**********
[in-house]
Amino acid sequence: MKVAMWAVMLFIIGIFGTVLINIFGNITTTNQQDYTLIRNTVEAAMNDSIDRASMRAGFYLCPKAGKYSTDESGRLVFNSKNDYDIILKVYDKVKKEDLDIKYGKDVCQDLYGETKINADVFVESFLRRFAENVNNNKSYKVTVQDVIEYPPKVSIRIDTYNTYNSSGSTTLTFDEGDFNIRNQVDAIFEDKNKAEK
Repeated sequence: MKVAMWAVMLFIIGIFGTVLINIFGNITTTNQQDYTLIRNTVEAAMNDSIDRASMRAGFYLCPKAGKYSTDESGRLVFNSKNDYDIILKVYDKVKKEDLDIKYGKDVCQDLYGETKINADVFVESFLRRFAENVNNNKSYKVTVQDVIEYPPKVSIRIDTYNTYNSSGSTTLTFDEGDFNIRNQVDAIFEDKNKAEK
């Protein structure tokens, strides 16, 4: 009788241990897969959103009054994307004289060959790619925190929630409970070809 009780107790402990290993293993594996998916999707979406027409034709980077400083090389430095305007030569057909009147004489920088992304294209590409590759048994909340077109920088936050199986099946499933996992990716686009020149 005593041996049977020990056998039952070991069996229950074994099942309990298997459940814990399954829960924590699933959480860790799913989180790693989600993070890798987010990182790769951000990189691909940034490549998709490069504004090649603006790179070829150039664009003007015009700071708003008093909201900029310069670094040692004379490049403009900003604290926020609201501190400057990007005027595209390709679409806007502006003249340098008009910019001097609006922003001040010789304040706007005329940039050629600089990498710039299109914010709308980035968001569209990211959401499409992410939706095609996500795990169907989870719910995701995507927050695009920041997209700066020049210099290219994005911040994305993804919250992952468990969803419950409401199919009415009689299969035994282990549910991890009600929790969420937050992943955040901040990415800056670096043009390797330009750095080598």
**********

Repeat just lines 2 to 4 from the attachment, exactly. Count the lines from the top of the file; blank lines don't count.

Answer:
Amino acid sequence: MKVAMWAVMLFIIGIFGTVLINIFGNITTTNQQDYTLIRNTVEAAMNDSIDRASMRAGFYLCPKAGKYSTDESGRLVFNSKNDYDIILKVYDKVKKEDLDIKYGKDVCQDLYGETKINADVFVESFLRRFAENVNNNKSYKVTVQDVIEYPPKVSIRIDTYNTYNSSGSTTLTFDEGDFNIRNQVDAIFEDKNKAEK
Repeated sequence: MKVAMWAVMLFIIGIFGTVLINIFGNITTTNQQDYTLIRNTVEAAMNDSIDRASMRAGFYLCPKAGKYSTDESGRLVFNSKNDYDIILKVYDKVKKEDLDIKYGKDVCQDLYGETKINADVFVESFLRRFAENVNNNKSYKVTVQDVIEYPPKVSIRIDTYNTYNSSGSTTLTFDEGDFNIRNQVDAIFEDKNKAEK
């Protein structure tokens, strides 16, 4: 009788241990897969959103009054994307004289060959790619925190929630409970070809 009780107790402990290993293993594996998916999707979406027409034709980077400083090389430095305007030569057909009147004489920088992304294209590409590759048994909340077109920088936050199986099946499933996992990716686009020149 005593041996049977020990056998039952070991069996229950074994099942309990298997459940814990399954829960924590699933959480860790799913989180790693989600993070890798987010990182790769951000990189691909940034490549998709490069504004090649603006790179070829150039664009003007015009700071708003008093909201900029310069670094040692004379490049403009900003604290926020609201501190400057990007005027595209390709679409806007502006003249340098008009910019001097609006922003001040010789304040706007005329940039050629600089990498710039299109914010709308980035968001569209990211959401499409992410939706095609996500795990169907989870719910995701995507927050695009920041997209700066020049210099290219994005911040994305993804919250992952468990969803419950409401199919009415009689299969035994282990549910991890009600929790969420937050992943955040901040990415800056670096043009390797330009750095080598």